(Jan 30,1914 -
Length: 5' 9" (1,75 m)
Jane Gordon Trix, (Dec 20, 1941 -
Apr 16, 1993, her dead)
Twin daughters: Susan
Kearney and Melinda (1946)
Son: Timothy (1948)
Above right: Theatre photo of a young David Wayne.
His Broadway, TV and film portrayals ran a gamut of characters ranging from
a scientist trying to save the world to an ingenuous Asian bent on bringing
happiness to GIs in a far-off land.
As well as an actor, David, nicknamed Davey, worked in Hollywood for many
years as a special effects coordinator - including work with Wes Craven.
David Wayne was born
Wayne James McMeekan on January 30th , 1914
in Traverse City Michigan.
His home life was
rather sad as his mother Helen Matilda Mason died when he was four years old. His father
John David McMeekan supported the family as an insurance agent.
"I went into my first play at 6. It was in Bloomingdale,
Michigan, a little town, about 500 population. We had home talent plays at
the opera house and my uncle directed them. From six years on there
has never been a time in my life when I have not been working in the
He attended Western Michigan
University were he majored in business administration, then worked as a statistician in
a big paint corporation in Cleveland where he joined a
Shakespearean Repertory company. "In school I was on stage with
the dramatic group as often as I was in the lecture hall; and, after an
eight-hour day with paint, I put on plays with a little theater group. That
meant six hours work each night; two hours rehearsing the play for the
coming week, a couple of hours giving the play for the current week, then
back for a couple more hours rehearsal on the future play, after the
performance was finished."
The chance came in 1936 when the
Cleveland exposition revived the Globe theater with streamlined
David Wayne first raised his
voice during an extended apprenticeship at the Cleveland Playhouse in a
wide variety of roles. He won the role of Touchstone in As You
Like It (1935, Cleveland).
In 1938, he made his first New York stage appearance in
Escape This Night.
"Everything escaped, even the audience and I was out on the street in a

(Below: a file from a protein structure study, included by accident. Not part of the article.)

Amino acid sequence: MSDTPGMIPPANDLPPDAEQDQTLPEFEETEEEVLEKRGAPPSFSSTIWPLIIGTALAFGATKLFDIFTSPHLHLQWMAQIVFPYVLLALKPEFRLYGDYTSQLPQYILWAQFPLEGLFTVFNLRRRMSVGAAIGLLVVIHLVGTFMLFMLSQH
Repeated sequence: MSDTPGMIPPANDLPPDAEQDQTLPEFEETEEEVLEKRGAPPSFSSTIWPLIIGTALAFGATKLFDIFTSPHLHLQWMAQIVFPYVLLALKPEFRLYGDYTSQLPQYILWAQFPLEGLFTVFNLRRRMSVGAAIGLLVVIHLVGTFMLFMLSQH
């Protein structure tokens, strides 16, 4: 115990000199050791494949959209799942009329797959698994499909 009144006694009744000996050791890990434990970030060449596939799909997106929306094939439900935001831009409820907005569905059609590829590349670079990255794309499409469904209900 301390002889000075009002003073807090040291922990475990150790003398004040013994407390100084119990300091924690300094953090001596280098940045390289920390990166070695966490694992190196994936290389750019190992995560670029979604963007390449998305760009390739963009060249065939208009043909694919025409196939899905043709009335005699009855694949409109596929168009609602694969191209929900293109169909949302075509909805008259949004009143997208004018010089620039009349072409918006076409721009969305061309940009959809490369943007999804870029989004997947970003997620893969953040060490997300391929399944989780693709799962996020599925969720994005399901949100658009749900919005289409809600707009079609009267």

week. I did commercial recordings and some radio; it kept body and soul
together, but I was hungry oftener than not until I got the part of
Fredric March's son in 'The American Way'. That job made me a Broadway
He caught the eye and won the approval of
Broadway's critical magistrates with a remarkable performance as
Conscience in Peep Show (1944), after
making his New York debut in The American Way
(1939) The Merry Widow (1944) and
Park Avenue (1946-1947).
Rejected by the army he volunteered as an ambulance driver for
the British (Eight Army) in North Africa. Two weeks before being shipped out to
Europe he married Jane Gordon, daughter of Jean
Gordon of the Metropolitan and actress. They had been playing in
summer stock and knew each other quite a while. He was erroneously reported as being killed in
action when the Germans were victorious at the Battle of Tobruk in North
Africa. After the U.S joined the war he served in the US Army
In 1947 he landed the role that was to prove the sine qua non of his career.
was as Og
the leprechaun in the Irish fantasy Finian's Rainbow
(picture left), and
its magical musical moments and satire brought him his first Tony, the first
actor to do so ever. Next he
introduced the world to everyone's favorite military innocent, Frank Thurlowe Pulver,
the precocious ensign in Mr. Roberts in 1948.
It was as Pulver that he first appeared opposite Henry Fonda with a crew
haircut, a style that remained his signature for many years. Though Wayne's
first Tony took him more than two decades, his second came more quickly. One
place where they evidently did know what to do with Wayne was
television, where he worked steadily from 1948 onward.
While all of his major stage roles went to other actors in the film
versions, Wayne enjoyed a substantial movie career of his own. He
co-starred with John Forsythe and the play won that year's Pulitzer
Prize for drama and the Drama Critics' Circle award. After his success
in Mister Roberts, he was invited to Hollywood for parts in two
highly touted films, Portrait of Jennie (filmed in
NY) and Adam's Rib,
both in 1949.
Above left: David Wayne with his wife Jane Gordon (date
Above right: David Wayne as Frank Thurlowe Pulver, the precocious ensign in
Mr. Roberts in 1948 (second from the left)
In a 1950 interview David said his
hobbies were golf, tennis, swimming, painting his children, his wife, and
Of motion pictures he says: "I am not at all
convinced the actor has enough responsibility of creation in films. It is
too much a technician's field. That is why I think the movie actor should
return to the theater from time to time to enrich himself." His motion
picture roles proved as varied a blend as his stage work, from a
small-town barber who ages 56 years in the 1952 underrated film Wait
Till the Sun Shines, Nellie, a hillbilly in With a Song in My Heart
(1952) to theatrical impresario Sol Hurok in Tonight We Sing
Above left: Wait Till the Sun Shines,
Nellie (1952) puts David Wayne in the same scene
as Helene Stanley and Hugh Marlowe (of Ellery
Above right: Not once but twice! Wayne with Marilyn Monroe in We're Not
Above left: Who wouldn't envy David Wayne as the
landlord in How to Marry a Millionaire (1953)
Above right: David Wayne as jolly good crew fellow in
Hell and High Water (1954)